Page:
“Good drugs led to an opiate epidemic and bad drugs heal PTSD, so I think our definitions of those need to change”
Meet Leah and Christine, two momtrepreneurs aka “mushroom moms” who recently launched a new thought-provoking, controversial podcast, that will make you question everything you think you know about mental health, big pharma, and good drugs vs bad drugs. Their podcast, See You On The Other Side, has already reached 1000’s listeners all over the globe, including Lucy Walker, the director of “How to Change Your Mind” a trending documentary on Netflix, and Steve Hupp, who is followed in the docu-series called Kentucky Ayahuasca on Amazon Prime. Steve was a recent guest and Lucy is scheduled to be on later this year.
Christine previously founded SixPax Fitness and Leah founded Sei Bella Waxing Salon. After suffering through the pandemic and dealing with their own mental health challenges, Christine and Leah turned to psychedelics to heal from their trauma, help eliminate anxiety, and treat their depression. The results were so amazing they knew that they had to find a way to help others and spread the truth and dispel the falsehoods about “good drugs and bad drugs”. Christine often quotes Sergeant Jonathan Lubecky, USA Retired Military who says, “good drugs led to an opiate epidemic and bad drugs heal PTSD, so I think our definitions of those need to change”. He also says that “psychedelic-assisted therapy is the reason his kids have a father and not a folded flag” because after completing his therapy was the first time in 8 years that he didn't think about killing himself.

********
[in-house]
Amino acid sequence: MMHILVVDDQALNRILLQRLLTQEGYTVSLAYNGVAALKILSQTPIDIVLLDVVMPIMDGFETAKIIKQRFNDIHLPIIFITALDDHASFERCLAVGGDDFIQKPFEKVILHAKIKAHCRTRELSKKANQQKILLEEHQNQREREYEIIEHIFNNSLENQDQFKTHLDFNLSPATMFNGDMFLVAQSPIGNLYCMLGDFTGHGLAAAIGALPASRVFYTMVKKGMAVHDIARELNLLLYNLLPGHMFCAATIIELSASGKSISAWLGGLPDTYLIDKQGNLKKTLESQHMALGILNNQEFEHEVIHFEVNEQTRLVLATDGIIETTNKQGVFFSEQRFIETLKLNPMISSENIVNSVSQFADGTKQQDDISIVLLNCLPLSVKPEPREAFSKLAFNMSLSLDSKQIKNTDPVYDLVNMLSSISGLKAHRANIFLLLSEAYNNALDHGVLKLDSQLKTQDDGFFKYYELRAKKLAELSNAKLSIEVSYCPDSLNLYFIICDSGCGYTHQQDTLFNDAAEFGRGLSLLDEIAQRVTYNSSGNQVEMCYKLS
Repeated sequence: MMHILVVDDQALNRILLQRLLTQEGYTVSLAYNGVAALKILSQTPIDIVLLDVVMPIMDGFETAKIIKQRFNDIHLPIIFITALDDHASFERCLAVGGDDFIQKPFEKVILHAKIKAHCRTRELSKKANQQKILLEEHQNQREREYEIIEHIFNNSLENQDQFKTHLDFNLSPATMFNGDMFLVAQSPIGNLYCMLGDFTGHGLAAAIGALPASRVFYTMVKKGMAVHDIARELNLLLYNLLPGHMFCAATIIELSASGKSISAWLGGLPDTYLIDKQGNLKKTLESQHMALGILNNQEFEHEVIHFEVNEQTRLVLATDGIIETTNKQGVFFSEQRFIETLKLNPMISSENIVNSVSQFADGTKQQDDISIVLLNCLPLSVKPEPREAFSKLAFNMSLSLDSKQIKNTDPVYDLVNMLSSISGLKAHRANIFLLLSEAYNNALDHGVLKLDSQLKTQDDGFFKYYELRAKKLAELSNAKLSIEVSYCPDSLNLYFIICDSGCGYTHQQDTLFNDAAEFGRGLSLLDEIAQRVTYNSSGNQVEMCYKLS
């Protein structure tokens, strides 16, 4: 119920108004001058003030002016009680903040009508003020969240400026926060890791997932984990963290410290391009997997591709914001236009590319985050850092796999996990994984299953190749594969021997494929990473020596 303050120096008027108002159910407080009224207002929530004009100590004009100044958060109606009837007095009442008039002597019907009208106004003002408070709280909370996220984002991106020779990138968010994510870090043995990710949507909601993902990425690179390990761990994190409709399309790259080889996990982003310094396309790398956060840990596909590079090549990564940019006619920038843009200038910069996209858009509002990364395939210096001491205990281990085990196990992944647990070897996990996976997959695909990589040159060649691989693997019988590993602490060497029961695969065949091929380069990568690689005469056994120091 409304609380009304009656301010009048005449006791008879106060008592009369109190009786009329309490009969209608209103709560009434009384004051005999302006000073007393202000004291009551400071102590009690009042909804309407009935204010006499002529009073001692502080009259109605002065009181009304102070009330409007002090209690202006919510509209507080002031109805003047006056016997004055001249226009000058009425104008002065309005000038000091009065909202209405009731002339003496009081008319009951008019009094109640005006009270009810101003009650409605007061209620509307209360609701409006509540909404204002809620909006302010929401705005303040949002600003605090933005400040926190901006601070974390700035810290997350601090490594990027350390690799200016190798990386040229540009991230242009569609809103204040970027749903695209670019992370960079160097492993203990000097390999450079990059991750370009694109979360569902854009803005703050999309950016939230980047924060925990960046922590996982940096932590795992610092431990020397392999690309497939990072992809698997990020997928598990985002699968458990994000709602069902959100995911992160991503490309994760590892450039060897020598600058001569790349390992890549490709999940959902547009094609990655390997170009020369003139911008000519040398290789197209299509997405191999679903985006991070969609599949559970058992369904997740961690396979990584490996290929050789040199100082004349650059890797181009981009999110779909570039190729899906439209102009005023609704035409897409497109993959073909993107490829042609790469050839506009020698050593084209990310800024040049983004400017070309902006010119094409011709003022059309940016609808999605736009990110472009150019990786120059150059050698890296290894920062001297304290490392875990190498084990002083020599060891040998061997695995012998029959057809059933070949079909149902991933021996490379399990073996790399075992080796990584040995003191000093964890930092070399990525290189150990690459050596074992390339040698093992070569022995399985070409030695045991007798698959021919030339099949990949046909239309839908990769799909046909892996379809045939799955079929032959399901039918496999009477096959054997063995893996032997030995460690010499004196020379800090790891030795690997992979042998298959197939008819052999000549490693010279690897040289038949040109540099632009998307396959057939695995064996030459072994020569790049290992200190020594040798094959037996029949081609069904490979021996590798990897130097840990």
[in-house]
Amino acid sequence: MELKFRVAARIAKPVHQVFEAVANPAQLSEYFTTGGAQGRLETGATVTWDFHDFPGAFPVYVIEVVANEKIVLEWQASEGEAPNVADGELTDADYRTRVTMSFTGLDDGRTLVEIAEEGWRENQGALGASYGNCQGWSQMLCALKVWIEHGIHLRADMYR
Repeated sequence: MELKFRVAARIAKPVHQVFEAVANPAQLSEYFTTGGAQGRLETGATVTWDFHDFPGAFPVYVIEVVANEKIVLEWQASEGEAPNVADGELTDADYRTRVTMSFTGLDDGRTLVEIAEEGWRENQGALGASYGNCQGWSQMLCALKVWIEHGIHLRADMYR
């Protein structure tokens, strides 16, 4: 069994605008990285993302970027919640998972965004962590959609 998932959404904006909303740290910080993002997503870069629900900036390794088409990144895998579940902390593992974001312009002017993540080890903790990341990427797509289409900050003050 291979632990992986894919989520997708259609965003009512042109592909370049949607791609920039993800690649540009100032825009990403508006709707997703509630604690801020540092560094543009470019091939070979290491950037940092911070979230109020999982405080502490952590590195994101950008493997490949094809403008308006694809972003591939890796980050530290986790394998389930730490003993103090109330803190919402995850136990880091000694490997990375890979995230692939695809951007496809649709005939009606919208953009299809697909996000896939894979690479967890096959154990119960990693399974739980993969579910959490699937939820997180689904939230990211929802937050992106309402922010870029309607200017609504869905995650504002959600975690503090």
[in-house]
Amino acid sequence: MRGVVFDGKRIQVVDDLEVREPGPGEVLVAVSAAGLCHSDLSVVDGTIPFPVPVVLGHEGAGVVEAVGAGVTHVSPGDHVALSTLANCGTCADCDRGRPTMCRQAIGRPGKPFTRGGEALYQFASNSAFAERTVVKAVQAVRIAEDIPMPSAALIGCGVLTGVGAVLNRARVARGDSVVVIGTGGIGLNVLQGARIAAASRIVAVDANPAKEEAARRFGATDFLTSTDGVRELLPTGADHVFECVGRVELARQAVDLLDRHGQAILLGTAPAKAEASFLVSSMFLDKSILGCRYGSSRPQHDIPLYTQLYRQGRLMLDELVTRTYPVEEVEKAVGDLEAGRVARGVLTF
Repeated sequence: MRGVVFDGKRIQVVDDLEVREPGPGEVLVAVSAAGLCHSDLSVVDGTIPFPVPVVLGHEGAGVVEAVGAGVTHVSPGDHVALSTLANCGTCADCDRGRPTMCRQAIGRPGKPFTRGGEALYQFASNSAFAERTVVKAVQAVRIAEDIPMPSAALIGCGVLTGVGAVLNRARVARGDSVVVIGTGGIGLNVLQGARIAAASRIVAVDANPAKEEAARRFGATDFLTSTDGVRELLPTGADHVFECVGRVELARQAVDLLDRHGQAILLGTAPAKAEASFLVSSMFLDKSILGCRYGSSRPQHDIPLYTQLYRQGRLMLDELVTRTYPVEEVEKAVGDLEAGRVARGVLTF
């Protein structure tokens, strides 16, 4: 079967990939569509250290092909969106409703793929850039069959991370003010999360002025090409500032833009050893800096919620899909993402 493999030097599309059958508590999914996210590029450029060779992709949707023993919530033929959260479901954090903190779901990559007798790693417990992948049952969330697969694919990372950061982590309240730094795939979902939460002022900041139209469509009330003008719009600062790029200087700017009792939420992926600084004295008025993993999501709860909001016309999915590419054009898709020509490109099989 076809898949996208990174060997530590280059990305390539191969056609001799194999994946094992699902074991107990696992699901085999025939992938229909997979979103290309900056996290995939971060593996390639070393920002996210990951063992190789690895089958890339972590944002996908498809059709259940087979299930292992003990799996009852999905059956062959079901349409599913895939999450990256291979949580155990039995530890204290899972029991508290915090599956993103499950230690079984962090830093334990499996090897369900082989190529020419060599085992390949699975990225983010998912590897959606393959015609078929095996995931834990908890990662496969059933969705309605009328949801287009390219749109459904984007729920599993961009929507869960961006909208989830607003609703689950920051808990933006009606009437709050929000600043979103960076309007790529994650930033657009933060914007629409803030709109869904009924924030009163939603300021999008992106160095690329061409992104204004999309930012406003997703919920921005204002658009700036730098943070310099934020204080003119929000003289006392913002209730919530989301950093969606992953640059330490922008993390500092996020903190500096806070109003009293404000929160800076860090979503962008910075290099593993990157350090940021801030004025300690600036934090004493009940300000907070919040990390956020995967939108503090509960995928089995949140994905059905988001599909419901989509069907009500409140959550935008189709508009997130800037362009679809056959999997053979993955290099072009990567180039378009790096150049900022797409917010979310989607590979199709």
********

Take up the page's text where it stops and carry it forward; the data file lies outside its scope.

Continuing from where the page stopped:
Christine and Leah are both new to podcasts but are naturals behind the microphone and in front of the camera. Listeners love how real they both are in sharing their own stories and their ability to get their guests, from all walks of life, to open up about their healing experiences with psychedelics. Christine said that they receive DM’s on a daily basis about how they are changing lives for people who have secretly struggled with their own mental health battles.